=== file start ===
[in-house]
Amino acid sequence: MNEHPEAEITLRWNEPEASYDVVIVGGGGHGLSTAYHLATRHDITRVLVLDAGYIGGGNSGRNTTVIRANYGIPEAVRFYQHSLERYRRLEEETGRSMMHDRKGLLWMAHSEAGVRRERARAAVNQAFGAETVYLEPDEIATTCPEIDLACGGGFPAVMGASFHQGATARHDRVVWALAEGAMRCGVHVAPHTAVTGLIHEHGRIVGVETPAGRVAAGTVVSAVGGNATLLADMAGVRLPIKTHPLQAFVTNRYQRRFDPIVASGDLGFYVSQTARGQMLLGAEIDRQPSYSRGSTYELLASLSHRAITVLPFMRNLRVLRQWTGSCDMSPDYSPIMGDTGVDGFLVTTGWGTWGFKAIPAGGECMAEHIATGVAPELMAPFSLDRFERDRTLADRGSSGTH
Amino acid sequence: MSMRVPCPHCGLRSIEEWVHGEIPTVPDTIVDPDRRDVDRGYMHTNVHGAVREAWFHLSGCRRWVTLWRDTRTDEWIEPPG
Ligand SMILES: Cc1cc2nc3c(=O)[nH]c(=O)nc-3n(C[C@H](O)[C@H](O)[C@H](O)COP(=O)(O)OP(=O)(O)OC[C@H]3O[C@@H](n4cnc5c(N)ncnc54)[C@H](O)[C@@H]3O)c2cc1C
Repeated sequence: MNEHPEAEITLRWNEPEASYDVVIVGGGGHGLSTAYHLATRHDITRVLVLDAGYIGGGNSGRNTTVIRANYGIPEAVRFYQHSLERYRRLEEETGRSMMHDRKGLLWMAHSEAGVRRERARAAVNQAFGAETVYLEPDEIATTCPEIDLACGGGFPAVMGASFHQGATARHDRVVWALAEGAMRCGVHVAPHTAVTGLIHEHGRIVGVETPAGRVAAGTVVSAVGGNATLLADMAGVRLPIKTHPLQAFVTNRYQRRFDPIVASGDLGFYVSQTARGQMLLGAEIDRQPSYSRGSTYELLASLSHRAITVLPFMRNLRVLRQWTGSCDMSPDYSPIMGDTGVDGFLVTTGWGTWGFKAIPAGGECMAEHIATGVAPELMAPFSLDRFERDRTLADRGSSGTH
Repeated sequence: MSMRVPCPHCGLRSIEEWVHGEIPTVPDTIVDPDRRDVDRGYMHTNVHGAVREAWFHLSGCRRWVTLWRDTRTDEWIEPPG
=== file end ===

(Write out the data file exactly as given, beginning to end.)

[in-house]
Amino acid sequence: MNEHPEAEITLRWNEPEASYDVVIVGGGGHGLSTAYHLATRHDITRVLVLDAGYIGGGNSGRNTTVIRANYGIPEAVRFYQHSLERYRRLEEETGRSMMHDRKGLLWMAHSEAGVRRERARAAVNQAFGAETVYLEPDEIATTCPEIDLACGGGFPAVMGASFHQGATARHDRVVWALAEGAMRCGVHVAPHTAVTGLIHEHGRIVGVETPAGRVAAGTVVSAVGGNATLLADMAGVRLPIKTHPLQAFVTNRYQRRFDPIVASGDLGFYVSQTARGQMLLGAEIDRQPSYSRGSTYELLASLSHRAITVLPFMRNLRVLRQWTGSCDMSPDYSPIMGDTGVDGFLVTTGWGTWGFKAIPAGGECMAEHIATGVAPELMAPFSLDRFERDRTLADRGSSGTH
Amino acid sequence: MSMRVPCPHCGLRSIEEWVHGEIPTVPDTIVDPDRRDVDRGYMHTNVHGAVREAWFHLSGCRRWVTLWRDTRTDEWIEPPG
Ligand SMILES: Cc1cc2nc3c(=O)[nH]c(=O)nc-3n(C[C@H](O)[C@H](O)[C@H](O)COP(=O)(O)OP(=O)(O)OC[C@H]3O[C@@H](n4cnc5c(N)ncnc54)[C@H](O)[C@@H]3O)c2cc1C
Repeated sequence: MNEHPEAEITLRWNEPEASYDVVIVGGGGHGLSTAYHLATRHDITRVLVLDAGYIGGGNSGRNTTVIRANYGIPEAVRFYQHSLERYRRLEEETGRSMMHDRKGLLWMAHSEAGVRRERARAAVNQAFGAETVYLEPDEIATTCPEIDLACGGGFPAVMGASFHQGATARHDRVVWALAEGAMRCGVHVAPHTAVTGLIHEHGRIVGVETPAGRVAAGTVVSAVGGNATLLADMAGVRLPIKTHPLQAFVTNRYQRRFDPIVASGDLGFYVSQTARGQMLLGAEIDRQPSYSRGSTYELLASLSHRAITVLPFMRNLRVLRQWTGSCDMSPDYSPIMGDTGVDGFLVTTGWGTWGFKAIPAGGECMAEHIATGVAPELMAPFSLDRFERDRTLADRGSSGTH
Repeated sequence: MSMRVPCPHCGLRSIEEWVHGEIPTVPDTIVDPDRRDVDRGYMHTNVHGAVREAWFHLSGCRRWVTLWRDTRTDEWIEPPG